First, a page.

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I set the bark carefully afloat at the water’s edge. And there drifted my pride and joy, an impressive three-burrito-sized, dirt-hued monu- ment capped by burnt toilet paper, still smoking like a pyre and lazily spinning on the limpid sur- face of the morning tide. I was tempted to christen it with champagne! But I had another, eco-friend- ly plan.

I would throw rocks just short of my barque of bark, allowing the ripples to push it farther adrift until – in a bittersweet finale – I would sink it with a direct hit. I had lofty visions of a new kayaking sport. Fun for the whole group! The rocks and trash talk would fly until a winner could gleefully declare, “I sunk your battleshit!” But the sport was pre-demonstration phase, and my partners were still asleep. So I began lob- bing rocks until the target was a healthy distance toward international waters. Then I remembered that my environmental ethics are a good deal bet- ter than my throwing arm. Try as I might, my efforts fell short and pushed the fecal barge fur- ther out into the channel, where it was succumb- ing to the pull of the ebbing tide out toward the Georgia Strait. It listed slightly to port – or was that starboard? Water gently lapped at the cargo, but the bark nevertheless sailed true and showed no sign of capsizing.

I threw until my shoulder ached and my empty stomach urged me back to the campsite. With feelings of defeat mixed with an odd sense of mis- chievous pride, I saluted and turned my back on what was fast becoming but a speck on the still sea, like just another piece of driftwood riding the tides of fate to its own peculiar destiny. “What if…,” an absurd hope crossed my mind. But then I dismissed it and walked across the island to eat breakfast and share my morning tale.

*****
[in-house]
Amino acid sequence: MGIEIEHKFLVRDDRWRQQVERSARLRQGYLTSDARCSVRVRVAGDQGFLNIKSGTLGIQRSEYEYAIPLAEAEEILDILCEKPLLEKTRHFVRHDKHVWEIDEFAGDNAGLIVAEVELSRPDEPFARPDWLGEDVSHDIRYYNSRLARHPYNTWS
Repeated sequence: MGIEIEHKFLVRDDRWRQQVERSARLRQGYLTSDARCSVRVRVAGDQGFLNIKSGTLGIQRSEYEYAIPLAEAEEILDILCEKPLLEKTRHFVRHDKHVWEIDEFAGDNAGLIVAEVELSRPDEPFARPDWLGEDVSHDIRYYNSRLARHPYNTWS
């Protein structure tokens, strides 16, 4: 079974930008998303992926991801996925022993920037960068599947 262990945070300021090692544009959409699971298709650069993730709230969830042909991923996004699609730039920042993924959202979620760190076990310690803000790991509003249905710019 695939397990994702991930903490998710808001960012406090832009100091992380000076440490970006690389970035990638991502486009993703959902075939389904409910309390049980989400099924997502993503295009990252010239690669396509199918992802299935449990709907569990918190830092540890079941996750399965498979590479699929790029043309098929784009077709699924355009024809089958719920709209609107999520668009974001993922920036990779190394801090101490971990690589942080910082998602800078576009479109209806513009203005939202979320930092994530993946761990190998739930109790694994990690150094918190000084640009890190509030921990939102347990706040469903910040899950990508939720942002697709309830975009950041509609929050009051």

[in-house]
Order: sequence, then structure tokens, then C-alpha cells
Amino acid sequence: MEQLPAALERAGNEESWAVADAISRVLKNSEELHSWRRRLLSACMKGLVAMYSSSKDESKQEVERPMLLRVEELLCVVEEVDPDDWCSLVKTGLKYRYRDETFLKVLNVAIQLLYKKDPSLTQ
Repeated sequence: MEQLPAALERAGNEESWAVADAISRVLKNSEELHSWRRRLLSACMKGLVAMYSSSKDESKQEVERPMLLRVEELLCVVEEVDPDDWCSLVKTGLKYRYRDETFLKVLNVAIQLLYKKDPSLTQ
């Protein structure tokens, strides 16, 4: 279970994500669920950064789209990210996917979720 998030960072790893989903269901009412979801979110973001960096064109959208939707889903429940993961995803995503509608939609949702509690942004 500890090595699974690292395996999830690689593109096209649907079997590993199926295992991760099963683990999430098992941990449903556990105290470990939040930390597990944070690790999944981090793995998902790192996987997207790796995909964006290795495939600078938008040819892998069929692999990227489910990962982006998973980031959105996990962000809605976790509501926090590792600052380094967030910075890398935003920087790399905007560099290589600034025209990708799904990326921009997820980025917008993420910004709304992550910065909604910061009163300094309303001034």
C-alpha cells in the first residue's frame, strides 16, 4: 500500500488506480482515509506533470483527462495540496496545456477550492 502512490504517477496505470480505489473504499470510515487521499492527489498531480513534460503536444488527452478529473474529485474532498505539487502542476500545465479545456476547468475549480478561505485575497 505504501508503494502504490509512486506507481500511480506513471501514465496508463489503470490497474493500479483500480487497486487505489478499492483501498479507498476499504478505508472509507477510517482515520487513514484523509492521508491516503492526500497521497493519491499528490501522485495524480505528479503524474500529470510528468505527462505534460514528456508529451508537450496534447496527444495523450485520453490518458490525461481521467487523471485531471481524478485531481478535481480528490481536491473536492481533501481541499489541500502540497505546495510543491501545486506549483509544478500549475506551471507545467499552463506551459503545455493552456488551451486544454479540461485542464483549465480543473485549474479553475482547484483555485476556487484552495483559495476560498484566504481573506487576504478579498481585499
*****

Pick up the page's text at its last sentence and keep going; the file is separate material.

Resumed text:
ever underestimate the entertainment value of a good shit story in the bush. I launched a debate about the trajectories and speeds of tides, driftwood and homeward-bound kayaks, and soon there was a sealed bet against the odds of a rendezvous with my morning creation. Wilderness ethics had become a business venture. A couple of hours later we packed up the campsite and aimed our bows away from Desolation Sound, following the tide toward the put-in. I was the first to spot the Unidentified Floating Object. “That couldn’t be it,” said Dave. “There’s no

way. No way!” But the speck floating unevenly on the water a kilometer away from camp looked familiar.

“I think it is!” I proclaimed with mounting excitement. The cadence of spinning paddles increased as we raced to see who could be the

first to confirm the sighting, and then back-pad- dled furiously as the verdict became undeniable. I pulled gingerly alongside the floating bark and scooped it onto my paddle, while Dave stifled hysterics long enough to capture the moment with- out capsizing, camera and all.

“You, my friend, owe me ten bucks!” I said.

“That’s enough to buy three more burritos.” I may finally have figured out how to make a career out of sea kayaking.

Before paddling away, I carefully inverted my paddle blade and finished what I’d begun. 




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